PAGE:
A Database for Triticeae and Avena
II. 4. Multifloret condition in barley.
Avinash Chandra and K. H. Makde, Department of Botany, Dharampeth Mahavidyalaya,
Nagpur (M.S.) India.
The natural genetic variability owes its origin to spontaneous mutations.
The nature of induced mutations is quite similar to that of spontaneous
ones, and they are being exploited for evolution under man's control, especially
where the improvement is easily identifiable and controlled by few genes.
The main object of our research is to obtain beneficial mutants for high
yielding ability, associated with some other promising traits in barley,
hence the present investigation has been undertaken.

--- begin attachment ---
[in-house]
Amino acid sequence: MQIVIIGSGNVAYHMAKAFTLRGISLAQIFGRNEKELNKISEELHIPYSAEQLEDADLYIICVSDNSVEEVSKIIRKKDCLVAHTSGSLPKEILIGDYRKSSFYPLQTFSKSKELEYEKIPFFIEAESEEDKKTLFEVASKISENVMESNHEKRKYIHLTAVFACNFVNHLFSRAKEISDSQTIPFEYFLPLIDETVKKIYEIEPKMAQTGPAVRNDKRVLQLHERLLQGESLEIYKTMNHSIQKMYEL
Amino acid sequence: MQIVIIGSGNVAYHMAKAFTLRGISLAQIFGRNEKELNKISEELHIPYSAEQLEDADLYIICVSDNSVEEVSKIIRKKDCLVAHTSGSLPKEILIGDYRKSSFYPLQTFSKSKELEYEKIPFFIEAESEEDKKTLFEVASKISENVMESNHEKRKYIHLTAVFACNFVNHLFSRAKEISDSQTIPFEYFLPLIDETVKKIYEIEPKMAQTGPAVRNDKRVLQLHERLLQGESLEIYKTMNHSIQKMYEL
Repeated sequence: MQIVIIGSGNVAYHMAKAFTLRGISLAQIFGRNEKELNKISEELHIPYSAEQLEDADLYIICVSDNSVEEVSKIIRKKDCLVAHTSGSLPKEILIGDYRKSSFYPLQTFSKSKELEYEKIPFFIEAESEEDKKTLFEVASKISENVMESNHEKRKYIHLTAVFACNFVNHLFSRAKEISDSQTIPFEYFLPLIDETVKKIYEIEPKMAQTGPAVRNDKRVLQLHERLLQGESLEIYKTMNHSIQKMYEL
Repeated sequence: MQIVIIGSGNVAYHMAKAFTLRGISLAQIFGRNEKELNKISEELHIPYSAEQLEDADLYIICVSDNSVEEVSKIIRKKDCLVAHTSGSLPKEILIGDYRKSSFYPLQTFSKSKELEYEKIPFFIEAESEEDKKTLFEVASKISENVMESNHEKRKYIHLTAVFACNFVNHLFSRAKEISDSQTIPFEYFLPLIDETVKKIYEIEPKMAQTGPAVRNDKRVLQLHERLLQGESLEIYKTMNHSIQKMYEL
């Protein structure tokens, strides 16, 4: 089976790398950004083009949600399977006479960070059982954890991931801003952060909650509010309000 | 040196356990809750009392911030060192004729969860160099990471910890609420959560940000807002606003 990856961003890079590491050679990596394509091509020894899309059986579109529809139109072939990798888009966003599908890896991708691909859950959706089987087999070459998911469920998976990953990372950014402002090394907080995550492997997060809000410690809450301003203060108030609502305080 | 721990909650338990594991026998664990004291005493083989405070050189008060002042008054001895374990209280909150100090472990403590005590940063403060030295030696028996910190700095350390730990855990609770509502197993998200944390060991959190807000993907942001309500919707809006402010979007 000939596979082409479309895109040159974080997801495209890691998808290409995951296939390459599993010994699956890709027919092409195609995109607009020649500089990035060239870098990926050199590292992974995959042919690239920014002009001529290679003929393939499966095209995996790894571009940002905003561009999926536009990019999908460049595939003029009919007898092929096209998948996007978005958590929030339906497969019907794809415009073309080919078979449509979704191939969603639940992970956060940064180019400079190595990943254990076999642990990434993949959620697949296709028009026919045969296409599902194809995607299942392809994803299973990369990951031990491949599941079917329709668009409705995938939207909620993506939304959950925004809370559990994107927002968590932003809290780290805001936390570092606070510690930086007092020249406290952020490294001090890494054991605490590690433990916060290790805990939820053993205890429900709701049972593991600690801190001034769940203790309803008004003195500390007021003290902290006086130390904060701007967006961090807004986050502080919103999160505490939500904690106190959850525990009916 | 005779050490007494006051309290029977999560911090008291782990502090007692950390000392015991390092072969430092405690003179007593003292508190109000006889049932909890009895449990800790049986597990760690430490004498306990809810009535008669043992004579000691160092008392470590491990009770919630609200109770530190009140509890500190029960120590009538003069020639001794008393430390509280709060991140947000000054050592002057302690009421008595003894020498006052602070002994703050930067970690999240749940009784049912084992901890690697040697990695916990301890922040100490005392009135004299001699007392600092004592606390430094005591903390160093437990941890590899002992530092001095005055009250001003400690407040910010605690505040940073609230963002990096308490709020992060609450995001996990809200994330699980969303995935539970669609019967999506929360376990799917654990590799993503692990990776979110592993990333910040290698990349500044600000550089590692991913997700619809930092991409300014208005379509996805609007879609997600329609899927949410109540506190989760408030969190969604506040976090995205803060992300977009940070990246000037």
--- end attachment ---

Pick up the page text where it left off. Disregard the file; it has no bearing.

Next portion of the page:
Certified dry and dormant caryopsis of barley, Hordeum distichum
L., var. Clipper (Fig. 1) were irradiated with 5, 10, 15, 20, 30, 40 and
50 kr doses of 60Co gamma-rays. Irradiated caryopsis were sown
in research farm for obtaining M1 generation. Plants were chosen on the
basis of high sterility or high chromosomal aberrations in pollen mother
cells and also looking phenotypically abnormal. They were considered as
M1 families and further grown for M2 generation. In the huge populations
of M2 generations only six mutants having multifloret condition, such as
double eared which emerged from different nodes (Fig. 2), double eared
from same node (Fig. 3), triple eared (Fig. 4), four eared originated from
different nodes (Fig. 5), five eared on same node (Fig. 6), and multieared
condition from different nodes (Fig. 7), were screened out and further
tested in M3, M4 and M5 generations. In all the cases plant productivity
was positively affected by number of ear bearing stems, reflected by multiflorets
condition. It has been decided to undertake hybridization between elite
mutants in the succeeding generations.
BGN 10 toc
BGN Main Index